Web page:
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What would this interface look like?

Bruce Gust
Bruce Gust asked
on
I've been asked to create a class that "implements this interface."

Not sure what that means or what that would look like.

What do you think?

<?php

namespace App\Data;

/**
 * An immutable collection of values with operators for manipulation or check.
 */
interface RangeFinderInterface extends \IteratorAggregate
{
    public function __construct(iterable $values = []);

    /**
     * Returns values that are between, and including, the passed values. [min, max]
     *
     * For the purpose of this code challenge, all non-numeric values should be dropped.
     *
     * @param int|float|string $min
     * @param int|float|string $max
     *
     * @return static
     */
    public function between($min, $max): self;

    public function after($min): self;

    public function before($max): self;

    /**
     * @param callable|null $by Accepts a single argument and returns a boolean `fn(mixed): bool`
     *
     * @return static
     */
    public function filter(?callable $by): self;

    /**
     * @param callable $by Accepts a single argument and returns a boolean `fn(mixed): bool`
     *
     * @return bool
     */
    public function some(callable $by): bool;

    /**
     * @param callable $by Accepts a single argument and returns a boolean `fn(mixed): bool`
     *
     * @return bool
     */
    public function every(callable $by): bool;

    /**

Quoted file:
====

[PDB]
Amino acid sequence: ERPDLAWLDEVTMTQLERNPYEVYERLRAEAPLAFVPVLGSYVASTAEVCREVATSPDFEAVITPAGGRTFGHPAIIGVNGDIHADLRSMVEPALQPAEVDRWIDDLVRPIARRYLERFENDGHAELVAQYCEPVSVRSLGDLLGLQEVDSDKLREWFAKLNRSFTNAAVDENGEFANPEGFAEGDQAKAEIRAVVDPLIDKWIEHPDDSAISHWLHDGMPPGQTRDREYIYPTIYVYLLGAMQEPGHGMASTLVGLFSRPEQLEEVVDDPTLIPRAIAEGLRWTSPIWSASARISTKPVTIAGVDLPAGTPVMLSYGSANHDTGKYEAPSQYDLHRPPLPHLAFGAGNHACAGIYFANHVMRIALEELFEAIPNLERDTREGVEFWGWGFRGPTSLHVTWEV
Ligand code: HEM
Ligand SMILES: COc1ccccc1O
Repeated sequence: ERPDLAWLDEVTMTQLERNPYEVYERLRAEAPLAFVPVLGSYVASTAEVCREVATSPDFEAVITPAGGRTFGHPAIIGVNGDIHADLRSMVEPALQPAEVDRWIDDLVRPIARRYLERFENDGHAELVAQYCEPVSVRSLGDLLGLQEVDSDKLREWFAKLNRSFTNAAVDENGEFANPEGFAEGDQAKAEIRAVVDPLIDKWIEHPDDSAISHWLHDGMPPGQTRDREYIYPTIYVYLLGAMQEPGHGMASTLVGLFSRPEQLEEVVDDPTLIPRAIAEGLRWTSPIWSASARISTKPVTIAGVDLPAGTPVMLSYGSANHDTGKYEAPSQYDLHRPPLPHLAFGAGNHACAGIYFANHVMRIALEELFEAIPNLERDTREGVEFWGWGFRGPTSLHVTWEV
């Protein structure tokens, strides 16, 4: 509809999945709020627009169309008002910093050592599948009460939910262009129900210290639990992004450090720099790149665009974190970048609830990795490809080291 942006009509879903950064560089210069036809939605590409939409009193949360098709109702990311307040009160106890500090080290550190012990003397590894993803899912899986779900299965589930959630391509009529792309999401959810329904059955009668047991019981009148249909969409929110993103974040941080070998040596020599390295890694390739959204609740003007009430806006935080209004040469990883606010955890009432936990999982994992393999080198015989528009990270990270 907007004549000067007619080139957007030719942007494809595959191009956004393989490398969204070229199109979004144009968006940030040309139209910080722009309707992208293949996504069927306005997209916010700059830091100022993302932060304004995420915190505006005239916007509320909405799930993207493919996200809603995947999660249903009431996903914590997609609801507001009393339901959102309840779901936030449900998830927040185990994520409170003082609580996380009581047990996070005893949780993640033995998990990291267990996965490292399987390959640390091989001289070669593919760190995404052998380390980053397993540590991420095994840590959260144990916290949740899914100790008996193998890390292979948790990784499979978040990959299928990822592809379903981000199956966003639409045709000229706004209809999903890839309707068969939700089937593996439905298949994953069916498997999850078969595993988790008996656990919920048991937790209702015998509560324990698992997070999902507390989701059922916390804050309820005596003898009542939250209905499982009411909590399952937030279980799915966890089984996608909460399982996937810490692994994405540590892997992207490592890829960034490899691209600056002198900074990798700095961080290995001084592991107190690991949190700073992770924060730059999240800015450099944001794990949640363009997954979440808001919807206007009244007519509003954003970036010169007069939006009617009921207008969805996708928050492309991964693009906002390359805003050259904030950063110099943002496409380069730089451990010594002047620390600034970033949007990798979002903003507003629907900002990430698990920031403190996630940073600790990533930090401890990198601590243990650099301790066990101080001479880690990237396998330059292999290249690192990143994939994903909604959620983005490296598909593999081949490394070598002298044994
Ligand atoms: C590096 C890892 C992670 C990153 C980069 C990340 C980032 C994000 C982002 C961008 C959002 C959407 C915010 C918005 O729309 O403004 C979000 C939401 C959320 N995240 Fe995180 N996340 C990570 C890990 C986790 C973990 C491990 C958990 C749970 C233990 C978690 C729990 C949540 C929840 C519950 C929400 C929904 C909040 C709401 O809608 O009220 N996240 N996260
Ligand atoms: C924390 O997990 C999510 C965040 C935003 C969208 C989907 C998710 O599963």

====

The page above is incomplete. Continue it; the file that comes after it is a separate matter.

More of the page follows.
* @return array
     */
    public function all(): array;
}

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Most Valuable Expert 2018
Distinguished Expert 2019
Commented:
Hey Bruce,

In Object Oriented Programming, an Interface is something along the lines of a contract. Any class that implements an Interface, MUST implement all members of that interface.

To do this in PHP, you add implements InterfaceName to the class. You then need to write the code to create the concrete implementation of the Interface members (the code that actually does something), so something like this:

class MyClass implements RangeFinderInterface 
{
    private $values;

    public function __construct(iterable $values = []) 
    {
        $this->values = $values;
    }

    public function between($min, $max): self
    {
        // write the code to run when this method is called
    }

    public function after($min): self
    {
        // write the code to run when this method is called
    }

    ...
}

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Basically, there are a few reasons why we use Interfaces (a quick google will give you plenty of info), but it means that we can have different implementations of the same interface. By definitions, they will all have exactly the same methods - just different code behind them. We can then code against the Interface, rather than a concrete implementation and this allows flexibility, testability and scalabilty
Bruce GustPHP Developer

Author

Commented: